As an international development professional, I had difficulty accepting Sebastian Mallaby's descriptions of the World Bank ["What Wolfowitz Faces," op-ed, May 30].

The World Bank has yet to devise policies and programs that reduce poverty without exacerbating the associated challenges in developing countries. Moreover, given its lack of accountability to any outside institution, very little of its investments can be said to have had an impact.

Mallaby accepts the Washington dogma he later critiques ("obvious things such as . . . a focus on exports") and fails to mention the distorting effects these policies have had: the exacerbation of inequities in access to dynamic sectors; the skewing of government policies against poor, rural populations; and the fostering of corporatist regimes fueled by corruption.

Mallaby's observations of the World Bank staff are equally perplexing. Most development professionals would describe World Bank staff members as good at telling their clients, host-country governments, "what" to do, but poor and even less interested in telling them "how" to do it.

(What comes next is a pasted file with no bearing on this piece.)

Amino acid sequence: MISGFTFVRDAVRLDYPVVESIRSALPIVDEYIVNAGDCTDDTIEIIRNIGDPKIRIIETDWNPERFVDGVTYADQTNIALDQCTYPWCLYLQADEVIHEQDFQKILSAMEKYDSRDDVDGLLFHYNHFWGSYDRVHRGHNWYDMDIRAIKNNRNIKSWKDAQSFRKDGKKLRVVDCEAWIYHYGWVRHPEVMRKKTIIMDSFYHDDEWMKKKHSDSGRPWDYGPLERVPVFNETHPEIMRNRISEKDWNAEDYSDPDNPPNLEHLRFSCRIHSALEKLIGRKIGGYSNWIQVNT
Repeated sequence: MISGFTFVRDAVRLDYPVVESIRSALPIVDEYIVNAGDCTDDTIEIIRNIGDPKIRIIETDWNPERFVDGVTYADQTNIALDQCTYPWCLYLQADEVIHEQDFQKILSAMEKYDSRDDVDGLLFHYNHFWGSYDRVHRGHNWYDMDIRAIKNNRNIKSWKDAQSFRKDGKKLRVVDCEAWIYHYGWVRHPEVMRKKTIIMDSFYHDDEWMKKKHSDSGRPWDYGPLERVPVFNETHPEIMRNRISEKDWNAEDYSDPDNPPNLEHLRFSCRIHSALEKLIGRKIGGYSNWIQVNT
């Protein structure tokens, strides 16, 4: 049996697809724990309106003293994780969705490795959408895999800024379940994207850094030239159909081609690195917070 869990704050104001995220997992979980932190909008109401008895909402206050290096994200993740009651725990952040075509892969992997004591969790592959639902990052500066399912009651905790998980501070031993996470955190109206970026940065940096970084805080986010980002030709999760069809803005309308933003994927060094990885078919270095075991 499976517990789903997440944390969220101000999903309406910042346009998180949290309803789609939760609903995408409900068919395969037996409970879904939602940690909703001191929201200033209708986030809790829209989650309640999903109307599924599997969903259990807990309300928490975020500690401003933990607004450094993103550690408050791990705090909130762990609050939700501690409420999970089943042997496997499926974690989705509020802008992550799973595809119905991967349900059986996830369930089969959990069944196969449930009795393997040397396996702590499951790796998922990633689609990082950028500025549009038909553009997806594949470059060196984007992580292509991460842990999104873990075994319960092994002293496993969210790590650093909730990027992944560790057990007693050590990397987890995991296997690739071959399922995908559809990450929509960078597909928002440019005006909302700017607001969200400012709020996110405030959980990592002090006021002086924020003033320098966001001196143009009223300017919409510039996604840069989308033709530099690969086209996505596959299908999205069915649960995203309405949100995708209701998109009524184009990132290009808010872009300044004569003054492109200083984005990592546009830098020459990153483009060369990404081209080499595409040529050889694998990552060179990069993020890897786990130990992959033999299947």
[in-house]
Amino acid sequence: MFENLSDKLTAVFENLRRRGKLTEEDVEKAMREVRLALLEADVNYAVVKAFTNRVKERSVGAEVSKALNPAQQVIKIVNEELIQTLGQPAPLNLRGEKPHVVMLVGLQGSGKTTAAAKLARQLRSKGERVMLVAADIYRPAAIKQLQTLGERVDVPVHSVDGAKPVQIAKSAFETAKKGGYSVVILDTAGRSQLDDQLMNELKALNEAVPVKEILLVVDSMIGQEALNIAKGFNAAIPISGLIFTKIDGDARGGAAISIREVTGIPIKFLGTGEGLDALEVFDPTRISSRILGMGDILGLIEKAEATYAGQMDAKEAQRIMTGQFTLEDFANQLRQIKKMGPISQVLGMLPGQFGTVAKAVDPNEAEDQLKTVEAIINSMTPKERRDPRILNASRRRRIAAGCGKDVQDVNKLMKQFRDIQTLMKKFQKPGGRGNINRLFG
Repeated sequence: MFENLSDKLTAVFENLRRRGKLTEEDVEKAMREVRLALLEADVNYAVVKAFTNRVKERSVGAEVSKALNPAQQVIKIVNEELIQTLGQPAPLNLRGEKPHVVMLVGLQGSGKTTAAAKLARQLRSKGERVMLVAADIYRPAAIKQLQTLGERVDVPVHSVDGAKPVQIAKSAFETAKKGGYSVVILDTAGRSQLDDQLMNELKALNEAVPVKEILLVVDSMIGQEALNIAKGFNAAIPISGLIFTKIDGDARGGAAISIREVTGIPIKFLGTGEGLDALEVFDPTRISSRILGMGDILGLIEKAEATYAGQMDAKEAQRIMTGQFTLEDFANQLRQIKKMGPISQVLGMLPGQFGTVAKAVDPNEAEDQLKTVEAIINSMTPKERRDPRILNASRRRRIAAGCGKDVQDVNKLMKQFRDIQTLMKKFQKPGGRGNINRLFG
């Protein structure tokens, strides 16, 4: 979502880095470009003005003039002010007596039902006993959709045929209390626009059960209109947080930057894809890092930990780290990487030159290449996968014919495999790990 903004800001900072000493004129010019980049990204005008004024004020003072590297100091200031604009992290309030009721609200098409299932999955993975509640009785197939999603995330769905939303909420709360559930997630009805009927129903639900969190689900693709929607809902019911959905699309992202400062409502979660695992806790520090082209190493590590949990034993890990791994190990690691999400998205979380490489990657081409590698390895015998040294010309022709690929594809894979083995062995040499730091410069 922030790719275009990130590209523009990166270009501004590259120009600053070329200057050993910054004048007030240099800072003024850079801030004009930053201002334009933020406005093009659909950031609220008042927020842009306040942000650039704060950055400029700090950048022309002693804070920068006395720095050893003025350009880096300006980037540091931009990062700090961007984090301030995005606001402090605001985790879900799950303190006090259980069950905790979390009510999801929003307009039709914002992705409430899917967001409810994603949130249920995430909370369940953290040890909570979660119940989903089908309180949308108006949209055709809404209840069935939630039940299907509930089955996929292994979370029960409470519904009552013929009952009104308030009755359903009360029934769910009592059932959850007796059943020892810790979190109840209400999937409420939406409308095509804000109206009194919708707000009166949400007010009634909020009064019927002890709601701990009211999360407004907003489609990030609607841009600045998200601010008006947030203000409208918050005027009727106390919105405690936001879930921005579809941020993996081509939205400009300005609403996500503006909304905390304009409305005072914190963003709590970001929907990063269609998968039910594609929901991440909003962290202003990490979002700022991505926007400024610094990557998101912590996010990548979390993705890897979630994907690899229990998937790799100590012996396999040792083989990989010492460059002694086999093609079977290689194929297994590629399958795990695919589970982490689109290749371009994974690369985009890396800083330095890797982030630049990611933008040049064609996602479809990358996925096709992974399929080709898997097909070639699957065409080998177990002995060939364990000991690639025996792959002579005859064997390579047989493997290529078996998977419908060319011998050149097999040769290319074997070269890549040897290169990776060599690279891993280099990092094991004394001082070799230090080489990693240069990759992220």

Finally, Mallaby's last paragraph attempts to invalidate and dismiss the efforts of those who, myself included, have tried to hold the bank accountable for the consequences of its programs and policies. Ironically, it was these efforts that enabled James Wolfensohn to attempt to reform the World Bank during his tenure.

I greatly appreciate Mallaby's columns on international development but would appreciate it if The Post would offer more balanced, empirically grounded views on the subject.

-- Aaron Chassy

Pretoria, South Africa